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  1. Wealth
August 20, 2013

The hosts taking drastic measures to keep their private parties private

By Spear's

A stiffy in the post used to be cause for celebration, says Josh Spero. Now those throwing chic bashes are going to extraordinary lengths to ensure that what happens in a marquee stays in a marquee

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A stiffy in the post used to be cause for celebration, says Josh Spero. Now those throwing chic bashes are going to extraordinary lengths to ensure that what happens in a marquee stays in a marquee

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IF PRINCE WILLIAM’S christening at Buckingham Palace in 1982 was anything to go by, that of his new son, Prince George Alexander Louis of Cambridge, will be a small, private affair: the Royal family, more godparents than you can count on one hand and the Archbishop of Canterbury to pour the baptismal water and make a vicar-joke.

There was little chance of an invasion of privacy: the danger of an unauthorised Instagram slipping out did not exist back then, and the clan bond among the Royal family — loyalty, trust, respect for each other’s privacy and mutually assured destruction if it ever failed — is iron. But few people can rely on such omertà — and so some bash-givers are now taking extreme measures to keep their party private.

Party-throwers have the law on their side, to start with. One privacy lawyer we spoke to (who in typical privacy lawyer style shall remain nameless) said that  he often helps clients protect the sanctity of ‘life events’, and when there is a breach, punishment can be swift. Madonna won substantial damages after the Mail on Sunday published her private wedding photographs without permission.

The law says if there is a ‘reasonable expectation’ of privacy, that is enough to make publishing photos or leaking information illicit, under the European Convention on Human Rights and under our long-standing law of confidence. ‘The difficulty that some people have with it is that some people, particularly US-based, mistakenly think, “Oh, unless I’ve signed a waiver, I can do what I like.” That’s not the case in the UK, or for the US for that matter.’ 

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Waivers are now standard practice for staff at an event, but it would take a lot of front to ask guests to sign them. Instead, the lawyer says, ‘the nicer way to do it with guests is to make it clear on the invitation that this is a really private event, we would appreciate it if you could keep it confidential and that there are no photographs to be taken. That tends to work better. It’s treating your guests like adults, and being very clear on what is expected from the outset.’

Alex Fitzgibbons, whose company Fait Accompli organised the dinner and dance on the night of the Duke and Duchess of Cambridge’s wedding (which obviously had a privacy premium), also put together the return state banquet which President Obama gave for the Queen in May 2011 at Winfield House. On that occasion the Secret Service took a more active approach, shall we say, to weeding out potential troublemakers.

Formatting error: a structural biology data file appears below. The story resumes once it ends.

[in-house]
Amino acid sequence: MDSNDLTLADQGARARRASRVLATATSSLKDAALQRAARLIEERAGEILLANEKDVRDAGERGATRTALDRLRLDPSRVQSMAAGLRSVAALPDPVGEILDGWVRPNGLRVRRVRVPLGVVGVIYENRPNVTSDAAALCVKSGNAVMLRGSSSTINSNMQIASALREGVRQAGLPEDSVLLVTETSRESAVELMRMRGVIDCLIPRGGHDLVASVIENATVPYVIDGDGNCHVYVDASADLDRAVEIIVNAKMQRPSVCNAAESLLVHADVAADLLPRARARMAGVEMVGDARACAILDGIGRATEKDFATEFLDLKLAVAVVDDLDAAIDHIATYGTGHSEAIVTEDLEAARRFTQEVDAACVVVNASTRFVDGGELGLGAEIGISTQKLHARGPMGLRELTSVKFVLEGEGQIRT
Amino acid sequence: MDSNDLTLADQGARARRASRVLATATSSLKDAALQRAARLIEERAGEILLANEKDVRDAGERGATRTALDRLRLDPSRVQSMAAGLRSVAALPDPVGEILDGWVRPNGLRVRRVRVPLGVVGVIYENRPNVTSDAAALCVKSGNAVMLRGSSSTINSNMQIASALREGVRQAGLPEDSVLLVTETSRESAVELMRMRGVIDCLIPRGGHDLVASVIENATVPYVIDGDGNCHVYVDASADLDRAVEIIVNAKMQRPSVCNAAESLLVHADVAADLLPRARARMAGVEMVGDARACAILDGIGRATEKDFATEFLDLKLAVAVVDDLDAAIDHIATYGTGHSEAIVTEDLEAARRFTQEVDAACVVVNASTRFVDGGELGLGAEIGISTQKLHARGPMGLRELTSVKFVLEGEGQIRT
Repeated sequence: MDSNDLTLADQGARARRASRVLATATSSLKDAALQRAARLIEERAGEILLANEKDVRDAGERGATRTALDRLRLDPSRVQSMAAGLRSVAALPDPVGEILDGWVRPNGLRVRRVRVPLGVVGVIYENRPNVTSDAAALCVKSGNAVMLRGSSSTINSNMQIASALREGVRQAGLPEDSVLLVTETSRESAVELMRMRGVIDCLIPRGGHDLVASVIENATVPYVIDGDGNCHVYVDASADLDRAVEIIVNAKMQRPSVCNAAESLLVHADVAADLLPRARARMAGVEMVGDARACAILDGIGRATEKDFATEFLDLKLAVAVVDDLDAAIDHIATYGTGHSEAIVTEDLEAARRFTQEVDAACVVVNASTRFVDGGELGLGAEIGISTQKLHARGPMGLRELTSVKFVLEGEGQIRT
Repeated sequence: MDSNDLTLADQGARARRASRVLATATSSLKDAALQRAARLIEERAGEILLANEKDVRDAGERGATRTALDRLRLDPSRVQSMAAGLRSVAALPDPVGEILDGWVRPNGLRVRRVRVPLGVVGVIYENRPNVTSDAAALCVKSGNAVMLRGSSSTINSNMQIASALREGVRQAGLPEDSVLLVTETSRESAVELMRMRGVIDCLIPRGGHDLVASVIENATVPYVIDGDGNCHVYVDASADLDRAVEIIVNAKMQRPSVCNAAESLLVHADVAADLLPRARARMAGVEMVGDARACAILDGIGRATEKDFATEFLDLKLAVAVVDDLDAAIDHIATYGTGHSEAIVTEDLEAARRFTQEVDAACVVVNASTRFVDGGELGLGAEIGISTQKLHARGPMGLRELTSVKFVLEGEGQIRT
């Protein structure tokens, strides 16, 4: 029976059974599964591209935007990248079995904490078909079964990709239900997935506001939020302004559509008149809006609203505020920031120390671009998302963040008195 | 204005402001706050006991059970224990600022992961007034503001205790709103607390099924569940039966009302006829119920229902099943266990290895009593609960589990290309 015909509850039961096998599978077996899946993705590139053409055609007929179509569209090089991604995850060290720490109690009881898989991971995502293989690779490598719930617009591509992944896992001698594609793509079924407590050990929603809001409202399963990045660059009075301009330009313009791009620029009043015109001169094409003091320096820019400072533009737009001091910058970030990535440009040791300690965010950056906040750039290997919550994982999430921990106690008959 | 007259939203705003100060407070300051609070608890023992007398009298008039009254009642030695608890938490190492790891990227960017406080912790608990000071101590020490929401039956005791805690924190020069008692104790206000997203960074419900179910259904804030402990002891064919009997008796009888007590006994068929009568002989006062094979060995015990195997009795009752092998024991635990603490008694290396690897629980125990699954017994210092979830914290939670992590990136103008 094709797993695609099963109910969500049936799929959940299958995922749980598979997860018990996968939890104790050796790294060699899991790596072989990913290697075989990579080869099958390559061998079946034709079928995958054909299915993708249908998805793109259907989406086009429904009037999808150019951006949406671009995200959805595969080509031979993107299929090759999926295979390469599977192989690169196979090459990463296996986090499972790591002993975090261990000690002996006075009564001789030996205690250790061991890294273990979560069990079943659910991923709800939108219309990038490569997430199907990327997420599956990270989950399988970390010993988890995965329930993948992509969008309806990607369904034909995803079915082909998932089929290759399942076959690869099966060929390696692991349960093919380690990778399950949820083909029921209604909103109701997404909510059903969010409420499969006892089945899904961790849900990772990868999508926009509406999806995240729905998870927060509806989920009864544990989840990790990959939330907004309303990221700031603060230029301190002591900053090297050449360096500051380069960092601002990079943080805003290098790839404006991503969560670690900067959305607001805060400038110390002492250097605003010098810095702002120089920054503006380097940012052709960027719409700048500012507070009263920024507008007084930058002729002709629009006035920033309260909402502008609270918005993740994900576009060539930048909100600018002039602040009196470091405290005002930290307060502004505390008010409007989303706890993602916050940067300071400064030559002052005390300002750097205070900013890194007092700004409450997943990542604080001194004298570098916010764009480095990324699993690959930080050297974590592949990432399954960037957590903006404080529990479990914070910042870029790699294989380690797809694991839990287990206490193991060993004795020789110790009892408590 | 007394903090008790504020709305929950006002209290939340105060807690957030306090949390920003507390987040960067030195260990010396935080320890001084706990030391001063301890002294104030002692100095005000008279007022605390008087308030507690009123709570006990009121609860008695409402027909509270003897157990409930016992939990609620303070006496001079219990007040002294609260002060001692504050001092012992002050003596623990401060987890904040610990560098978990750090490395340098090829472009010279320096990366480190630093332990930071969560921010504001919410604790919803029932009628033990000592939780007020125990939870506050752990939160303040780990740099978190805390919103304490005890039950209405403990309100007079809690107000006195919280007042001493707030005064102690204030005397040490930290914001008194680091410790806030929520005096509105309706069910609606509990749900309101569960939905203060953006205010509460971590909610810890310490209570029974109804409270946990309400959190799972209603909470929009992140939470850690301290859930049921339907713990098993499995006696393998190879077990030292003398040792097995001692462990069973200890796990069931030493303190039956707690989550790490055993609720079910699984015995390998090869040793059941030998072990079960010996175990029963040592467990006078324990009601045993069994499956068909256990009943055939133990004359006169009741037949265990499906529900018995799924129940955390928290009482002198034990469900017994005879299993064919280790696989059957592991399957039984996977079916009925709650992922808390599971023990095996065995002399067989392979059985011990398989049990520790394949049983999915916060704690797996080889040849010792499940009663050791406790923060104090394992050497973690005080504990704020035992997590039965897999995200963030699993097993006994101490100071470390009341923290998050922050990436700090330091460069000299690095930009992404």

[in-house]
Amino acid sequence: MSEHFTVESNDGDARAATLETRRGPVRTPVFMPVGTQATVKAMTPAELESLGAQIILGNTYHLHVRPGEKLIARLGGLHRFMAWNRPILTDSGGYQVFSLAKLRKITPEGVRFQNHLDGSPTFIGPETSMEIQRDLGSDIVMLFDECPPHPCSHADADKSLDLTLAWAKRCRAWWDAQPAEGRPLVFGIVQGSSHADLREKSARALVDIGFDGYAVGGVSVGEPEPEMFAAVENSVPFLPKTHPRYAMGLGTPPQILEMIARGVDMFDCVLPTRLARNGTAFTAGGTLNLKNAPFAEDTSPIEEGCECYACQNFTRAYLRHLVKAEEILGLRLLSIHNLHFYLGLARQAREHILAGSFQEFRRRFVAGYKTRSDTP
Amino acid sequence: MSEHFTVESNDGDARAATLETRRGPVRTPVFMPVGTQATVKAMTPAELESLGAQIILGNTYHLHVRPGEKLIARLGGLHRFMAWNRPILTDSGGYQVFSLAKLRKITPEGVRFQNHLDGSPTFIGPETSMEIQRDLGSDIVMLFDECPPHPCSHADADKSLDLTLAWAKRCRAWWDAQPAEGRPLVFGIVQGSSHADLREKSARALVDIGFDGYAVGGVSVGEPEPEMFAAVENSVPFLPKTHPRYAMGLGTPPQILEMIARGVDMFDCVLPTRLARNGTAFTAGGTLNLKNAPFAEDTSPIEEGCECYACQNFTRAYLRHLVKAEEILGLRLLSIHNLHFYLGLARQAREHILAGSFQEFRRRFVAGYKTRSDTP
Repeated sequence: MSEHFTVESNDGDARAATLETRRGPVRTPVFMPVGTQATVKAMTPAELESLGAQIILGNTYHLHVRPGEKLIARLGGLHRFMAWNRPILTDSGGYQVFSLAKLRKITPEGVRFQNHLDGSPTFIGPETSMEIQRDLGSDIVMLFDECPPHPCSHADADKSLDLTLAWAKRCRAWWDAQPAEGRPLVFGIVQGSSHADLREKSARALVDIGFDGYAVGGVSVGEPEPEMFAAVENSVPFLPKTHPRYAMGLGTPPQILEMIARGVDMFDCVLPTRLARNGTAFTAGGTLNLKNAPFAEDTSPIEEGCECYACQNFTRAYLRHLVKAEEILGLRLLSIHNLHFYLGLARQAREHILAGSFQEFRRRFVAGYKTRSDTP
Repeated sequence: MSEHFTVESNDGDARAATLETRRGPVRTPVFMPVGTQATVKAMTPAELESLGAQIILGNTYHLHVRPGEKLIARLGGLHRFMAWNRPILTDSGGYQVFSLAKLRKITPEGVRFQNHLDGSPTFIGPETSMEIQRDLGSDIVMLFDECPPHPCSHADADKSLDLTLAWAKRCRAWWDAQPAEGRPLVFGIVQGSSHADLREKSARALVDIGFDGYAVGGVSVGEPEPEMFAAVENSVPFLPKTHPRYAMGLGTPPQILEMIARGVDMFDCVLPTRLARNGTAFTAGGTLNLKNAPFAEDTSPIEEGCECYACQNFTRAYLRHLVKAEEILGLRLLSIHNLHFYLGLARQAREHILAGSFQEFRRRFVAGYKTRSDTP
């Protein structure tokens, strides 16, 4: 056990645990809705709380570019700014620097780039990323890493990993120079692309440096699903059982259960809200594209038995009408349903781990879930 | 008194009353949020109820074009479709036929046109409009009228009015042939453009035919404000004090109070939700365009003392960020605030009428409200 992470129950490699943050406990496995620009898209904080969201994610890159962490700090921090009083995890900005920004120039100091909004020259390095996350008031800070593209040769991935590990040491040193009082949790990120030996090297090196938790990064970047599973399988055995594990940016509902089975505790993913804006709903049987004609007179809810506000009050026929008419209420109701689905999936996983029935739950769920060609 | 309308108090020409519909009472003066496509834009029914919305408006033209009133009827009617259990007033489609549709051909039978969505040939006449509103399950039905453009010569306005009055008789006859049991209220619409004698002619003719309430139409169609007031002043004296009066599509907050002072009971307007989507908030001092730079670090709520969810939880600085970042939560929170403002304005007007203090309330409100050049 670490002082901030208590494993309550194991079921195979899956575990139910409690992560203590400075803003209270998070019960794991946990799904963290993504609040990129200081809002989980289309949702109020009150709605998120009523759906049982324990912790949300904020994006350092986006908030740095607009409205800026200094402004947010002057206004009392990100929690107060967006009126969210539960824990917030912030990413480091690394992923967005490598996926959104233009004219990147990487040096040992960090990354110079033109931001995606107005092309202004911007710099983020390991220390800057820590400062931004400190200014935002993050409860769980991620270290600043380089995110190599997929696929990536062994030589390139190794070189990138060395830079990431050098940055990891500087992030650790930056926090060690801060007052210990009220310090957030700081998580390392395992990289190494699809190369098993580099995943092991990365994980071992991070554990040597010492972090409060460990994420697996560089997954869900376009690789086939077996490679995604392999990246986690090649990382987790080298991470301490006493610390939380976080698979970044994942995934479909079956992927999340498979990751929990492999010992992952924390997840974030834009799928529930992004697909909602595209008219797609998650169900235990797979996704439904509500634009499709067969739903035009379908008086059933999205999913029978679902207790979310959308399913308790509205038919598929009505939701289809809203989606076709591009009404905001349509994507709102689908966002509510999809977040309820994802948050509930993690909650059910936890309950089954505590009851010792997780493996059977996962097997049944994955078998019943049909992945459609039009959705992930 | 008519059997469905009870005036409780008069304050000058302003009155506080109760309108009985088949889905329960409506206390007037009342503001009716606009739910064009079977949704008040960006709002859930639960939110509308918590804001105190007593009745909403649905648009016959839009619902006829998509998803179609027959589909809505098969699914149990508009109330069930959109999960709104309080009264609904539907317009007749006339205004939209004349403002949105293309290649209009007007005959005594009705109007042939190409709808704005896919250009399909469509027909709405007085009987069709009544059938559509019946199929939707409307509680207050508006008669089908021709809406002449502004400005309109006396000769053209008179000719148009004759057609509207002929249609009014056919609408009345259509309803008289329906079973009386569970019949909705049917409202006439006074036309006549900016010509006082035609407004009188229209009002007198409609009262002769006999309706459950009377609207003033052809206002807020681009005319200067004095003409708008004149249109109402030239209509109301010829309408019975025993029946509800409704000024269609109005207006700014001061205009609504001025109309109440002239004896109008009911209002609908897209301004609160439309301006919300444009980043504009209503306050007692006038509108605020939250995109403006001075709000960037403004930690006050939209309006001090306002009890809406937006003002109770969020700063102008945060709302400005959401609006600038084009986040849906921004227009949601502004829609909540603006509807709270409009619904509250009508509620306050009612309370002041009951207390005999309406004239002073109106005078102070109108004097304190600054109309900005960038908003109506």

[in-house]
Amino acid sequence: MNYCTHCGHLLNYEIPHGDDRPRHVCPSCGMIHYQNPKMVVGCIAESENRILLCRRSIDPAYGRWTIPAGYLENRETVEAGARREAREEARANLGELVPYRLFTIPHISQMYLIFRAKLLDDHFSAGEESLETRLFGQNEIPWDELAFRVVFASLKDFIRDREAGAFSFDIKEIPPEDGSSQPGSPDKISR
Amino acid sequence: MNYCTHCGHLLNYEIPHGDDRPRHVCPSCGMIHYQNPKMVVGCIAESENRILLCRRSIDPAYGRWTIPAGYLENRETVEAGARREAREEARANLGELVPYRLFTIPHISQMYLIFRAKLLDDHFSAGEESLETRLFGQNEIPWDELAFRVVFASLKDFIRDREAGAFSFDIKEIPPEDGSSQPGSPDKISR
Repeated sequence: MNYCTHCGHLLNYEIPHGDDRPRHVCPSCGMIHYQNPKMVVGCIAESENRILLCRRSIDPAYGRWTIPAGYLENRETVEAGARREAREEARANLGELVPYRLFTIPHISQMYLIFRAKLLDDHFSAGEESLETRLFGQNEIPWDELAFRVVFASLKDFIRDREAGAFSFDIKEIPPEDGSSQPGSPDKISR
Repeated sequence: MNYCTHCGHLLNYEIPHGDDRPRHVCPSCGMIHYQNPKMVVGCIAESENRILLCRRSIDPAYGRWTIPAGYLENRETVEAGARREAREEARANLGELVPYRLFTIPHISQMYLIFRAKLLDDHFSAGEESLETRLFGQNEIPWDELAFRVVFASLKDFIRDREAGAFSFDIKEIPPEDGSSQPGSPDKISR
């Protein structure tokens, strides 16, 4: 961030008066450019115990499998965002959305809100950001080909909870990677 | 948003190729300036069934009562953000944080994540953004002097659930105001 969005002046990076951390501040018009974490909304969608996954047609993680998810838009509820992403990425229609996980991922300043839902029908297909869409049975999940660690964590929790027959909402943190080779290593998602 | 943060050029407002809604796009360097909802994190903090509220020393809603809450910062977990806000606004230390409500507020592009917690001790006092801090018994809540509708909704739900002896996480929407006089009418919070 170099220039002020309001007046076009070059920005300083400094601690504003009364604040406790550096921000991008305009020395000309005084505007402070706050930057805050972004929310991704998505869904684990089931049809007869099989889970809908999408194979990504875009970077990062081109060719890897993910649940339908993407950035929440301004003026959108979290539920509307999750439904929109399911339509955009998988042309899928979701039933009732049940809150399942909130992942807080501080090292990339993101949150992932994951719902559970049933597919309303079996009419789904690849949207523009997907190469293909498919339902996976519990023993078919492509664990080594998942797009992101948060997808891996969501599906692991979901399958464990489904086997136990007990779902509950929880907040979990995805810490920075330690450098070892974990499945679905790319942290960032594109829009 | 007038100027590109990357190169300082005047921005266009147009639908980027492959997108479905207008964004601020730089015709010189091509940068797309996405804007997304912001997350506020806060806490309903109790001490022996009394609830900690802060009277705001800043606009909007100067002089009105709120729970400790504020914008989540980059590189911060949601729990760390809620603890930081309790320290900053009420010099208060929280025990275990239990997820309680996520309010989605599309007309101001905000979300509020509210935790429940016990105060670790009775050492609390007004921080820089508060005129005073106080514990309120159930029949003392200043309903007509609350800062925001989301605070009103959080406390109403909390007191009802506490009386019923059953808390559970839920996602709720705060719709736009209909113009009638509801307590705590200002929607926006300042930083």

‘You have to give addresses going back ten-plus years, a mass of personal details. Also, if you are a citizen of a foreign country, then you have to fill in a form giving the Secret Service authority to get in touch and conduct background checks with national police and state authorities.’ The caterer’s head waiter was refused clearance the day before and it took higher powers to get the decision changed.


Over mille-feuille and Earl Grey at the Wolseley, Henry Conway, socialite and party promoter, takes me through some of the privacy measures he’s heard of at high-profile parties. At the wedding of Thomas van Straubenzee to Lady Melissa Percy, where Prince William was an usher, guests had different wristbands for access to the church and to the wedding breakfast. Having to provide a passport as proof of identity is now common.

People had to show ID to get on to the bus from London to Easton Neston for Leon Max’s party; this was for both security and convenience, and those on the bus were given champagne for the journey. The more security you endure, Henry says, the more desirable you feel the event must be: ‘It’s a status symbol’ for both you and the party.

What is common now, especially at parties where a star has been booked to perform and doesn’t want bootleg versions of Teenage Dream or Candle in the Wind, say, to appear online, is for staff welcoming guests to ask (force) them to leave their phones, cameras and transmitting gadgets at the door. This feels like the most draconian measure — being out of contact brings on a shudder — so hosts try to compensate by providing a designated staff member’s number you can give out to nearest and dearest. 

Given the calls most of us get on a daily basis, this feels inadequate and, I’d suggest, it is only a matter of time before a party queue turns into an Occupy movement when this manoeuvre is attempted.

Read more from Josh Spero

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